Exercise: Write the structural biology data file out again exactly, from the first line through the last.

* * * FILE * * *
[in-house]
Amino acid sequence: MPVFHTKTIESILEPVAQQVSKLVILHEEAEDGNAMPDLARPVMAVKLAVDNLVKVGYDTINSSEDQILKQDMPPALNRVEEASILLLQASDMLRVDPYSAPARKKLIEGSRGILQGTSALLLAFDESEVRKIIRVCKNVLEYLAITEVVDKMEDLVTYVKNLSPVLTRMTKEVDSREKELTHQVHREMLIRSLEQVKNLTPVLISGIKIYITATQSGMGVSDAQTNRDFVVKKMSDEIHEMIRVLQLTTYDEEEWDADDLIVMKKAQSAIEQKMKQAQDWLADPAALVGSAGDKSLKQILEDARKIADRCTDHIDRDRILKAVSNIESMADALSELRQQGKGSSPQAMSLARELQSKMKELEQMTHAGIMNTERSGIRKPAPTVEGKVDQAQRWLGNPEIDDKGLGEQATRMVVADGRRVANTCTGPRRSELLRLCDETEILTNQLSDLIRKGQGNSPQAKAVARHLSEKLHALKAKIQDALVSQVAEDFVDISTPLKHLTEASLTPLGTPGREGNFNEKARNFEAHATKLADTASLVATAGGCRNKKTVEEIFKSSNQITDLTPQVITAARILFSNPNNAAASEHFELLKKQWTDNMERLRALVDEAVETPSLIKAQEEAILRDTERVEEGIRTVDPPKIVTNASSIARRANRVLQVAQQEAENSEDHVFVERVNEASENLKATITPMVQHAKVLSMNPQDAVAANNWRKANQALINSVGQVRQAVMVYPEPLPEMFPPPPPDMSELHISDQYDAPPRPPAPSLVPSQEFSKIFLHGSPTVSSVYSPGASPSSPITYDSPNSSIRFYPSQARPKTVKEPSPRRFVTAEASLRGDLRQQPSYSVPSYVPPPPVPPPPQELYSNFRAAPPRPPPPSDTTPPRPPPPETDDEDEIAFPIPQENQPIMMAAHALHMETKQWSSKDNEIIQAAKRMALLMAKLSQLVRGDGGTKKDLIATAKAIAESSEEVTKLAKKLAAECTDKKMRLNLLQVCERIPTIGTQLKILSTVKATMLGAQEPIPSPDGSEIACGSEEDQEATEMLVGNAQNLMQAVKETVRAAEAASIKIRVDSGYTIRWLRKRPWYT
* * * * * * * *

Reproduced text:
[in-house]
Amino acid sequence: MPVFHTKTIESILEPVAQQVSKLVILHEEAEDGNAMPDLARPVMAVKLAVDNLVKVGYDTINSSEDQILKQDMPPALNRVEEASILLLQASDMLRVDPYSAPARKKLIEGSRGILQGTSALLLAFDESEVRKIIRVCKNVLEYLAITEVVDKMEDLVTYVKNLSPVLTRMTKEVDSREKELTHQVHREMLIRSLEQVKNLTPVLISGIKIYITATQSGMGVSDAQTNRDFVVKKMSDEIHEMIRVLQLTTYDEEEWDADDLIVMKKAQSAIEQKMKQAQDWLADPAALVGSAGDKSLKQILEDARKIADRCTDHIDRDRILKAVSNIESMADALSELRQQGKGSSPQAMSLARELQSKMKELEQMTHAGIMNTERSGIRKPAPTVEGKVDQAQRWLGNPEIDDKGLGEQATRMVVADGRRVANTCTGPRRSELLRLCDETEILTNQLSDLIRKGQGNSPQAKAVARHLSEKLHALKAKIQDALVSQVAEDFVDISTPLKHLTEASLTPLGTPGREGNFNEKARNFEAHATKLADTASLVATAGGCRNKKTVEEIFKSSNQITDLTPQVITAARILFSNPNNAAASEHFELLKKQWTDNMERLRALVDEAVETPSLIKAQEEAILRDTERVEEGIRTVDPPKIVTNASSIARRANRVLQVAQQEAENSEDHVFVERVNEASENLKATITPMVQHAKVLSMNPQDAVAANNWRKANQALINSVGQVRQAVMVYPEPLPEMFPPPPPDMSELHISDQYDAPPRPPAPSLVPSQEFSKIFLHGSPTVSSVYSPGASPSSPITYDSPNSSIRFYPSQARPKTVKEPSPRRFVTAEASLRGDLRQQPSYSVPSYVPPPPVPPPPQELYSNFRAAPPRPPPPSDTTPPRPPPPETDDEDEIAFPIPQENQPIMMAAHALHMETKQWSSKDNEIIQAAKRMALLMAKLSQLVRGDGGTKKDLIATAKAIAESSEEVTKLAKKLAAECTDKKMRLNLLQVCERIPTIGTQLKILSTVKATMLGAQEPIPSPDGSEIACGSEEDQEATEMLVGNAQNLMQAVKETVRAAEAASIKIRVDSGYTIRWLRKRPWYT